Dog lovers often travel with what many might refer to as our ‘best friends’, and more motorists are now transitioning to Electric Vehicles (EVs) because of how eco-friendly the motor trade’s newest invention is.
In a recent study from the University of Lincoln and CarGurus, it revealed UK dog owners have more reason for adopting EVs, claiming dogs are more comfortable riding in an electric vehicle rather than a diesel.
The study is unique and pioneering according to Daniel Mills, Professor of Veterinary Behavioural Medicine at the University of Lincoln who led the study.
The primary objective was to analyse the effects of riding in electric vehicles compared to diesels on a dog’s behaviour and welfare in a two-day study. It involved 20 different dogs, and each dog experienced two 10-minute journeys on the same route.
One journey involved an EV, while the other was in a diesel-powered vehicle. After each ride, the study analysed the dog’s behaviour via scientific measures. It concluded that dogs were more restless in diesel cars than EVs, it also indicated that they reduced car sickness symptoms significantly in an EV.
No evidence from the study suggested that EVs harmed the dog’s welfare, and it invalidates the concerns of restlessness and increased car sickness due to vibration and noise from an electric vehicle, there is a smooth transition from the internal combustion engine to EVs for dogs.
Always check with your private or motor trade insurance broker regarding cover for transferring animals of any kind.
During the study, dogs changed their laying position around 50% more in a diesel vehicle than in an EV, this is possibly due to the noise and vibration differences between the two types of vehicle.
More notably, the study indicated that some dogs felt less nauseous in an EV vehicle than in a diesel car, their heart rates decreased by up to 30% in an EV and there were notable behavioural changes.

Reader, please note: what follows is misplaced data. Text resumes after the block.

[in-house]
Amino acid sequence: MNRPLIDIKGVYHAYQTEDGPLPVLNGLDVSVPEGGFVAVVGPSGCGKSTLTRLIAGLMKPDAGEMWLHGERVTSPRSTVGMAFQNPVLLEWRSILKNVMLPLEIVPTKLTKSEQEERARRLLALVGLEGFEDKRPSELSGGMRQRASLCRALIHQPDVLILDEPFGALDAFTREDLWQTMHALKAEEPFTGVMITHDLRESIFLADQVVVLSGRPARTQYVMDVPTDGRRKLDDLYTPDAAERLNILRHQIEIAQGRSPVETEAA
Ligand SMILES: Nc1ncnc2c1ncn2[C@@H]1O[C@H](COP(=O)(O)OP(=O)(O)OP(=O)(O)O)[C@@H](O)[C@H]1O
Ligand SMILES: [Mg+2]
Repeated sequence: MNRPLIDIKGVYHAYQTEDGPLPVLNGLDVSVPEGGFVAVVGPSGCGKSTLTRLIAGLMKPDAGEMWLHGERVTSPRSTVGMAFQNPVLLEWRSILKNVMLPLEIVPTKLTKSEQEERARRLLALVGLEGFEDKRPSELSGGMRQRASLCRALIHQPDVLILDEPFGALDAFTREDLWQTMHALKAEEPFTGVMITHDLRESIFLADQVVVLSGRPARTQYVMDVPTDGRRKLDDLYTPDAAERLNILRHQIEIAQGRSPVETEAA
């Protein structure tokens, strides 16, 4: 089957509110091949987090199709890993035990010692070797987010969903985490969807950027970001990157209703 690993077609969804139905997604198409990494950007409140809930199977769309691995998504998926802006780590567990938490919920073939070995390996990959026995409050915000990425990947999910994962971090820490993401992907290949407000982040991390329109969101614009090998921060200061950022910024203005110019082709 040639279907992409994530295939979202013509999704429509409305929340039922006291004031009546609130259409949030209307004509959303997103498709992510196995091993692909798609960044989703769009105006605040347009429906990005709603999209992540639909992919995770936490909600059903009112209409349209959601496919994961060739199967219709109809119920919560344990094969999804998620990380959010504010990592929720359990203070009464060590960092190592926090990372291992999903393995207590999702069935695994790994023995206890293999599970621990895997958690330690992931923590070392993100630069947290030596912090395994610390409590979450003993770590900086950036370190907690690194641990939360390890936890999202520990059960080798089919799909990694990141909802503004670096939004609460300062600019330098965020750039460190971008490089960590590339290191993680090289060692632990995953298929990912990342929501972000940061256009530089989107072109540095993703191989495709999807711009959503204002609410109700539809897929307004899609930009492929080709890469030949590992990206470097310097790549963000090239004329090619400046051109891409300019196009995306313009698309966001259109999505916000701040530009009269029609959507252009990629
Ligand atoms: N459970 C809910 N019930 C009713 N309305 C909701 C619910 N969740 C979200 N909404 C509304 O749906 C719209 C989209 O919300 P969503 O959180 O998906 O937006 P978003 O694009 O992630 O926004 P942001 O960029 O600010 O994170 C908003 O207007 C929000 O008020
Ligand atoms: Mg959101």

Contrary to popular belief, the study revealed that dogs actually enjoy vehicle motion, a high heart rate is associated with motion sickness, dogs heart rates in the studies lowered by 66% by riding in both diesels and EVs.
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Electronic vehicles are becoming increasingly popular with motorists, no other studies are known to have analysed their effects on dogs until this particular study was commissioned.
The findings clearly indicate dogs are more relaxed in EVs due to their behaviour patterns, Professor Mills also indicated that the revelation of dogs’ decreased heart rates from riding in cars, contrary to the popular belief was unintended and an interesting finding that could lead to more exploration in this area.
The research highlighted that dog owners report over-excitement in 58%, anxiety in 48%, and nausea in 44% while travelling in vehicles. However, of the dogs travelling in EVs, 39% were more settled, 43% calmer, 42% less anxious and 45% whined less.
Dog owners used various tactics to keep their pets relaxed in the car, for example, 47% encouraged dogs to board using treats while 46% placed blankets or toys in the car, 36% familiarised pets travelling in cars through constant drives, while 36% played relaxing music.
It is advisable you research a reputable insurance company before setting of on any journey to safeguard your vehicle if travelling with a dog.